Friday’s extra edition of Perkins Observatory



The great names are engraved along

the front of Perkins Observatory:





and two



are missing.

Could they be




or Messier?

The red roof tile and

intricately laid bricks

forming patterns across

the observatory building

give reference to the way

the first doors post had

a  wild weed growing,

chipped paint post,

which was meant to

lead you to today’s.

Hope you have a



weekend to all. . .

the sky’s the limit!


30 responses »

    • I was thrilled to be able to share this with you, Ian.I have only been inside two times! (Once with a ladies group, once with Boy Scouts) thanks for visiting so much dear friend! πŸ™‚

    • It certainly is an ornately designed entrance, Jill. Thanks for checking the follow up photos to the garage door post.
      I went to see that sensitive film, “Me Before You,” with a friend. I thought of how I like the comforting Hallmark movies with happy endings. . . and I thought of you, too. πŸ™‚

  1. Interesting building. I love the sculptures (bas relief?) above the doorway. I wish I could see them a bit more clearly.
    I did a post a while ago about Caroline Herschel–I hadn’t know about her before I read a novel about her and her brother.

  2. That is as impressive an entry as I would expect to see on any Renaissance church. I am going to guess and say the missing names would include Tycho Brahe and Johann Kepler. – Mike

    • Oh, Mike! I really could not tell because they were on placards along the front of the observatory building. I accidentally lost my post which included this, while my friend, Anna, didn’t capture the same shots. Thank you for mentioning this fantastic duo! πŸ™‚

    • Anneli, I hope people can see the details in this photo. I just didn’t make it back to Perkins Observatory and wasn’t able to take other choices. I love the inside of the entry, too. πŸ™‚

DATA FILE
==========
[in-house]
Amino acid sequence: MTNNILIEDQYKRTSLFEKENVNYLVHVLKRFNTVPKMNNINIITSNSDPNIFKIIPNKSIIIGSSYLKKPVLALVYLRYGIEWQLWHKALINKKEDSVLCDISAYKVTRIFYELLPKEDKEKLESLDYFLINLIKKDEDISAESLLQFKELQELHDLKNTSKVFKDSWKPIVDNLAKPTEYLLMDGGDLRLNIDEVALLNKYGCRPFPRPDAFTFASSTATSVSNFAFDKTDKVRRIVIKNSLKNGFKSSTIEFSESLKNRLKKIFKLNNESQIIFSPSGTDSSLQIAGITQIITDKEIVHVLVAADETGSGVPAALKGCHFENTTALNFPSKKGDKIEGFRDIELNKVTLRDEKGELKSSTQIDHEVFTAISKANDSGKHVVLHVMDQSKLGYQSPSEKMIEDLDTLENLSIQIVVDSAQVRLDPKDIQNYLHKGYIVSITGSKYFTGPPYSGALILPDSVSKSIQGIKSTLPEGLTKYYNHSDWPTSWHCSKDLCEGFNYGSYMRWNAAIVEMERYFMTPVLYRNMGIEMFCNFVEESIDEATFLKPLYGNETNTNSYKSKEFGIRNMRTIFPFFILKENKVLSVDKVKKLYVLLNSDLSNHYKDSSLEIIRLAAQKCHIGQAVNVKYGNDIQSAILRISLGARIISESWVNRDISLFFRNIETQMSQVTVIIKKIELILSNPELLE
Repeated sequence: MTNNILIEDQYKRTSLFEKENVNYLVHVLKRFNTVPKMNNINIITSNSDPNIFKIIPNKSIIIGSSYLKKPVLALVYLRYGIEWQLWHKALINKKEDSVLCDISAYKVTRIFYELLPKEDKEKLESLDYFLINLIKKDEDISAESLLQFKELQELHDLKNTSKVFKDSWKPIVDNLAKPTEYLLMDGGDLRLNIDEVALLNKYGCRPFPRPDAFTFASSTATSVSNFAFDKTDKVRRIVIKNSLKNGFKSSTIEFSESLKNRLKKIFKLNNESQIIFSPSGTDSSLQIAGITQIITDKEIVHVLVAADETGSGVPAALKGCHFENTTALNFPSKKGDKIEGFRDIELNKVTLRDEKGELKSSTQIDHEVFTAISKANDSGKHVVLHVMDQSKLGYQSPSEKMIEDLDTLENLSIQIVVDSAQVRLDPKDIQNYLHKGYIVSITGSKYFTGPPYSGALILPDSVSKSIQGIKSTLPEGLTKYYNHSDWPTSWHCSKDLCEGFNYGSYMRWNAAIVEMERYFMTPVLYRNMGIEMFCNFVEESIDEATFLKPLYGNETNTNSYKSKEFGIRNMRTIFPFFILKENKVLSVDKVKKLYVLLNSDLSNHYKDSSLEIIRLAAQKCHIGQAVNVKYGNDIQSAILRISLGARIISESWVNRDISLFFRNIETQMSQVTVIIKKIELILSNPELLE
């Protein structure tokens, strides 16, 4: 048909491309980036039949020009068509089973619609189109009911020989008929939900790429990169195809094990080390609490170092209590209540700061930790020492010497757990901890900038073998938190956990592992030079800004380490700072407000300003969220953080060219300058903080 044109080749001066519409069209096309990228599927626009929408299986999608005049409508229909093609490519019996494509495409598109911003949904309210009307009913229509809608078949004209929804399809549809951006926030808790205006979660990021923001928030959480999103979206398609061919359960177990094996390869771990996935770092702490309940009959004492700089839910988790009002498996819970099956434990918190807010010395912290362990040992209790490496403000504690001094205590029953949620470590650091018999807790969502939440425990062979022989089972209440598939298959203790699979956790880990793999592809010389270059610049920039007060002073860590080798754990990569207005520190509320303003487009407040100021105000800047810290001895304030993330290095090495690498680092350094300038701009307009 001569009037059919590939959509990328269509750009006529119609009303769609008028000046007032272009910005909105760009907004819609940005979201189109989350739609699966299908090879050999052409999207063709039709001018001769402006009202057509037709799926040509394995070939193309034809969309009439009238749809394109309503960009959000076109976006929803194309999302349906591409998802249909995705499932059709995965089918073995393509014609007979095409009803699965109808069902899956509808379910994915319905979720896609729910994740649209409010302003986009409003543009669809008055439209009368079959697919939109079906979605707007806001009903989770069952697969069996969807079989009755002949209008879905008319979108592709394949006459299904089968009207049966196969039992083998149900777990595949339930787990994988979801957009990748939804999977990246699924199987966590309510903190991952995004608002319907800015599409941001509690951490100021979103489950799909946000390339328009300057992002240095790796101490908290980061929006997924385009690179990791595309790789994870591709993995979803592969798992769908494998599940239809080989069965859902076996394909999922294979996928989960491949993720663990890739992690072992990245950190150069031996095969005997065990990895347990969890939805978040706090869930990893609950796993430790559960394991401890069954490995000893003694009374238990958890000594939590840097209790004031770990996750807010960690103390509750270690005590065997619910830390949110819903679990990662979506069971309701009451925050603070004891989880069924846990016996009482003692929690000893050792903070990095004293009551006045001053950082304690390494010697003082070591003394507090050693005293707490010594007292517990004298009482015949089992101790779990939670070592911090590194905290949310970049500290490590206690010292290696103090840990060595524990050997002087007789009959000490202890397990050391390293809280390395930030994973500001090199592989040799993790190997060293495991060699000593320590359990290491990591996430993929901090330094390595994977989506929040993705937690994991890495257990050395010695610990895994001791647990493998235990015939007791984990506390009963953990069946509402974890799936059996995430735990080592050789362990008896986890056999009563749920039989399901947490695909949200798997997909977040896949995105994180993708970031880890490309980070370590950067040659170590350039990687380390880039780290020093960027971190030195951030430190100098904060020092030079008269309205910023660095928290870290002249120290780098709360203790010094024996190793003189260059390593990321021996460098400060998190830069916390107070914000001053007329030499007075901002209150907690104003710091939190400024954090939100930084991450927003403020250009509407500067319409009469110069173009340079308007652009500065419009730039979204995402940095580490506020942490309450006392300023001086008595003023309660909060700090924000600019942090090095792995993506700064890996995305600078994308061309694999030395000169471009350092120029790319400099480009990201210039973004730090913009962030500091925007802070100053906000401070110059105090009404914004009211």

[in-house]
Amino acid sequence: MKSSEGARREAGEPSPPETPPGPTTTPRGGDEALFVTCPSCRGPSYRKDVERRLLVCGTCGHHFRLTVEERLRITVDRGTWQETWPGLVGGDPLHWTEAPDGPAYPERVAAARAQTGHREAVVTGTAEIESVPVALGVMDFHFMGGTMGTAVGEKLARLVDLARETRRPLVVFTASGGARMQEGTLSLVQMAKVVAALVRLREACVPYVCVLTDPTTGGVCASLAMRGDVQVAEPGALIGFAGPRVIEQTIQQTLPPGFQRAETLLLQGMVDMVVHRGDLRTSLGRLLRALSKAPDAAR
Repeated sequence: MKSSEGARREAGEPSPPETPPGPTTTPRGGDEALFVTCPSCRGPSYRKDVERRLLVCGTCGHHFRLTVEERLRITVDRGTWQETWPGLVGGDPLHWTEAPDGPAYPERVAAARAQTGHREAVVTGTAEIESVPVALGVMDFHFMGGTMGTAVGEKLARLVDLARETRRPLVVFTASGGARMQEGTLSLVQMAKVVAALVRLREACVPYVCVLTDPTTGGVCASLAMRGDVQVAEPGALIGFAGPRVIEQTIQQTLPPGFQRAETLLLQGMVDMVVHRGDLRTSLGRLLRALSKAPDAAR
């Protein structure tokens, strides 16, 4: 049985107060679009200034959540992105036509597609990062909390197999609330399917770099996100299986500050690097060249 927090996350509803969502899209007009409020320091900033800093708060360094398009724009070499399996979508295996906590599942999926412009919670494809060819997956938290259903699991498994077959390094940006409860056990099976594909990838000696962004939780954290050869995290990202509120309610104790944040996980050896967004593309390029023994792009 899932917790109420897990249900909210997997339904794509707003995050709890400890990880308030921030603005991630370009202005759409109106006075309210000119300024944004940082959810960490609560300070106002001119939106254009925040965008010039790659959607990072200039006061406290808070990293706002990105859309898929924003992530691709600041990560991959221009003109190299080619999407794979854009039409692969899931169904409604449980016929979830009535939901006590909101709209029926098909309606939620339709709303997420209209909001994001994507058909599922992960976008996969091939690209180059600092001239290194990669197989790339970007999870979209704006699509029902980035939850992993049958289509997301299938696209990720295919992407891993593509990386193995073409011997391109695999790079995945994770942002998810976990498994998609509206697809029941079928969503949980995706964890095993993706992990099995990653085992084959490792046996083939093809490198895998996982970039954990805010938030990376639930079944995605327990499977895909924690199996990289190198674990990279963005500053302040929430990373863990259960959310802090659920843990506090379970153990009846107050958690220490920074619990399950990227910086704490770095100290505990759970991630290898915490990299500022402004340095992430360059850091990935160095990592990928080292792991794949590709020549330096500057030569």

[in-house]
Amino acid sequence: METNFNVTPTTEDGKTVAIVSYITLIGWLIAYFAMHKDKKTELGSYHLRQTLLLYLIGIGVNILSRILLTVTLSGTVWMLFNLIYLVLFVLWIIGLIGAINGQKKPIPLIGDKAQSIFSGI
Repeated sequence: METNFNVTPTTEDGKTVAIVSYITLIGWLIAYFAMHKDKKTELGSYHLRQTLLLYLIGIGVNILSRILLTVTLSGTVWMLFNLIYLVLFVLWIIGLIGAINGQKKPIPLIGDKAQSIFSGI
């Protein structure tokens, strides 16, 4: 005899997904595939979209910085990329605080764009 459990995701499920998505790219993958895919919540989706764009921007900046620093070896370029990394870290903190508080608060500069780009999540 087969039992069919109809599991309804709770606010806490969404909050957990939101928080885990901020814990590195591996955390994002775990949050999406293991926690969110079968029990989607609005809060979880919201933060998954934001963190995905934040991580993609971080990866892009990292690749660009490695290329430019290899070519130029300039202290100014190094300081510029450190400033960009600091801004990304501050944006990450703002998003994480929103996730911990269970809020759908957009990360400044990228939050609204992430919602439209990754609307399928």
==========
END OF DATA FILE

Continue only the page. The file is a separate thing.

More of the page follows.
• Dan, so glad you came back to see more! I was a little dismayed that I pre-scheduled the 3 posts and when I finished work, the only one posted, was the first rather bedraggled door. (When I went back, I couldn’t find the photo of the entire building. The next one I rewrote using a photo sent from my friend, Anna.)
      I am happy you found this to be “cool.” I liked your Union Station photos.

      • I like learning about the history of interesting buildings, Robin. Observatories have always fascinated me. I also like interesting ways of presenting information. You covered all the bases in this series.

    • Derrick, thank you for recognizing it was a challenging photo. The building runs lengthwise north and south. I think I may try going up there at sunset sometime for a follow up photo, possibly it will be better lighted. I think this ceiling was sculpted and I believe it is beautiful. I have heard it could have been a bas relief. (Our friend, Merril’s guess). It is a problem to find this kind of historical detail written up anywhere!

  3. What a gorgeous building and stunning photograph, Robin! So much history, just in this one place. My weekend is being spent breaking down areas of the kitchen and cleaning them, LOL! Hope yours is more exciting.

    • Beth, I will check back on your recent two posts I rambled upon, dear friend! Thank you for checking out this fascinating place, which hired a construction company which built the telescope with credentials as far West as Seattle and also, Chicago. πŸ™‚

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